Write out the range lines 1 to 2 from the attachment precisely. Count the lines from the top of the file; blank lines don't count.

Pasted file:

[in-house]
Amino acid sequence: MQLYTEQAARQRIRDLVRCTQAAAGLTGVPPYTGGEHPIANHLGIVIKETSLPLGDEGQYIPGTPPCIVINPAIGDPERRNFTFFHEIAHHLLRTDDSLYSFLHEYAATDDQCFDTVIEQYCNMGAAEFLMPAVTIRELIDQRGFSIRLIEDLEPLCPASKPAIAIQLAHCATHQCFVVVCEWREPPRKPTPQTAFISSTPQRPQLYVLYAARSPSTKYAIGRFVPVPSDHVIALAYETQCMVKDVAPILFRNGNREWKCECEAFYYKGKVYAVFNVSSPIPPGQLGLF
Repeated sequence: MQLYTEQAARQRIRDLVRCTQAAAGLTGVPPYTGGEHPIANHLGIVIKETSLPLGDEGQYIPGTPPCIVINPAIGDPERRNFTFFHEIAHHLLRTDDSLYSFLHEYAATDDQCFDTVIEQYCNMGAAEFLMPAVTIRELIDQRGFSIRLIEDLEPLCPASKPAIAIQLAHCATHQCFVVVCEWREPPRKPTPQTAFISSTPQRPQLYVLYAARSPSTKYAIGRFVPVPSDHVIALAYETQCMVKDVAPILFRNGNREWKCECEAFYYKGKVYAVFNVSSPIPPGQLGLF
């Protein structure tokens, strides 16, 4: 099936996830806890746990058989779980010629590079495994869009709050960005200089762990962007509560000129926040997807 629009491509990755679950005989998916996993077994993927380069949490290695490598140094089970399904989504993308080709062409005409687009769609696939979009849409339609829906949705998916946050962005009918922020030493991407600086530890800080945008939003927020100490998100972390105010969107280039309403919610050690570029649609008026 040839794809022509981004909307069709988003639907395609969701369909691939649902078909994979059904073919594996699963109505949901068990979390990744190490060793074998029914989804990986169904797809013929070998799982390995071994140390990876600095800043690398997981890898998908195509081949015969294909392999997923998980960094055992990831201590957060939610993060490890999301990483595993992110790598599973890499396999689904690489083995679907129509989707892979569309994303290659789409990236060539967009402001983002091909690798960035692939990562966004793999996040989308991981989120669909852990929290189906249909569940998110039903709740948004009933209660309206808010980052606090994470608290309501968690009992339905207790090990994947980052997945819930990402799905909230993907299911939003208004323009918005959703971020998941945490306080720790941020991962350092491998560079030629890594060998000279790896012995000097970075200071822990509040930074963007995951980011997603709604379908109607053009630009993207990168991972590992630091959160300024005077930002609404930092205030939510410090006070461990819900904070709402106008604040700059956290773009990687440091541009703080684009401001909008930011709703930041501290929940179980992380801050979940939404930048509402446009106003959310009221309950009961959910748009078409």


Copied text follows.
[in-house]
Amino acid sequence: MQLYTEQAARQRIRDLVRCTQAAAGLTGVPPYTGGEHPIANHLGIVIKETSLPLGDEGQYIPGTPPCIVINPAIGDPERRNFTFFHEIAHHLLRTDDSLYSFLHEYAATDDQCFDTVIEQYCNMGAAEFLMPAVTIRELIDQRGFSIRLIEDLEPLCPASKPAIAIQLAHCATHQCFVVVCEWREPPRKPTPQTAFISSTPQRPQLYVLYAARSPSTKYAIGRFVPVPSDHVIALAYETQCMVKDVAPILFRNGNREWKCECEAFYYKGKVYAVFNVSSPIPPGQLGLF